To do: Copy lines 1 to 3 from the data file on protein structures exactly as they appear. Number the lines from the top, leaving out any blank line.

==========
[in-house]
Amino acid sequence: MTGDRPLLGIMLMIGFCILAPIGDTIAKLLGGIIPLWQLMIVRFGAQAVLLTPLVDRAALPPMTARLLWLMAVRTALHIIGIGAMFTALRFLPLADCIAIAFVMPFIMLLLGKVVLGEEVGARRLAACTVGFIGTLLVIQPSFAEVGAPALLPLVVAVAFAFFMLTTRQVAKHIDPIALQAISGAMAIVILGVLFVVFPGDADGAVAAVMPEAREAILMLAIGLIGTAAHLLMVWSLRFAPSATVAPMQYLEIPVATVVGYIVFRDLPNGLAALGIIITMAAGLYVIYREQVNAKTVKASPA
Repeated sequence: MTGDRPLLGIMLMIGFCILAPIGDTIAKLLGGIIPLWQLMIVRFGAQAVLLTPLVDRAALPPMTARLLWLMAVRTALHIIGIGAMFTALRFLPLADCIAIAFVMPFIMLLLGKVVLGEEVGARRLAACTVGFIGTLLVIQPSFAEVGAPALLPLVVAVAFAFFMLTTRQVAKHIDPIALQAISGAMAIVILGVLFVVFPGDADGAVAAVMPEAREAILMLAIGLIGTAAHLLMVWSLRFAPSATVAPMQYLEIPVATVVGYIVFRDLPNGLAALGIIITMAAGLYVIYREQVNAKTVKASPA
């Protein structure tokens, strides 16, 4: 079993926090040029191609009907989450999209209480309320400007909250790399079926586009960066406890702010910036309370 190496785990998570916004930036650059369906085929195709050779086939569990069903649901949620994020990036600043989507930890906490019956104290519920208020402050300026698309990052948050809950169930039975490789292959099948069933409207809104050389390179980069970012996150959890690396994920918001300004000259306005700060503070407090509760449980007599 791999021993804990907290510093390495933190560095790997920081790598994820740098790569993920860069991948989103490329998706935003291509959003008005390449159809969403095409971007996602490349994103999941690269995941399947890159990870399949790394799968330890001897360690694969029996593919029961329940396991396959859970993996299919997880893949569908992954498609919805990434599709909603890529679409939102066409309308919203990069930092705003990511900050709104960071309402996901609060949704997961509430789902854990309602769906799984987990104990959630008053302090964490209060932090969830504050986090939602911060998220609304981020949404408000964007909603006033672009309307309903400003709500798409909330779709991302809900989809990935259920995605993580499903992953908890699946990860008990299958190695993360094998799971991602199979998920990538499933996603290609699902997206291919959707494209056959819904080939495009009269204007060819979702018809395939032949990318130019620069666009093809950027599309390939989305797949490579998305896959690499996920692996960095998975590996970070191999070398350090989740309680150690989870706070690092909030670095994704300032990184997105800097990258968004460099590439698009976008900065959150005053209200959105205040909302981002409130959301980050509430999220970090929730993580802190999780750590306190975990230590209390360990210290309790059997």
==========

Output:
[in-house]
Amino acid sequence: MTGDRPLLGIMLMIGFCILAPIGDTIAKLLGGIIPLWQLMIVRFGAQAVLLTPLVDRAALPPMTARLLWLMAVRTALHIIGIGAMFTALRFLPLADCIAIAFVMPFIMLLLGKVVLGEEVGARRLAACTVGFIGTLLVIQPSFAEVGAPALLPLVVAVAFAFFMLTTRQVAKHIDPIALQAISGAMAIVILGVLFVVFPGDADGAVAAVMPEAREAILMLAIGLIGTAAHLLMVWSLRFAPSATVAPMQYLEIPVATVVGYIVFRDLPNGLAALGIIITMAAGLYVIYREQVNAKTVKASPA
Repeated sequence: MTGDRPLLGIMLMIGFCILAPIGDTIAKLLGGIIPLWQLMIVRFGAQAVLLTPLVDRAALPPMTARLLWLMAVRTALHIIGIGAMFTALRFLPLADCIAIAFVMPFIMLLLGKVVLGEEVGARRLAACTVGFIGTLLVIQPSFAEVGAPALLPLVVAVAFAFFMLTTRQVAKHIDPIALQAISGAMAIVILGVLFVVFPGDADGAVAAVMPEAREAILMLAIGLIGTAAHLLMVWSLRFAPSATVAPMQYLEIPVATVVGYIVFRDLPNGLAALGIIITMAAGLYVIYREQVNAKTVKASPA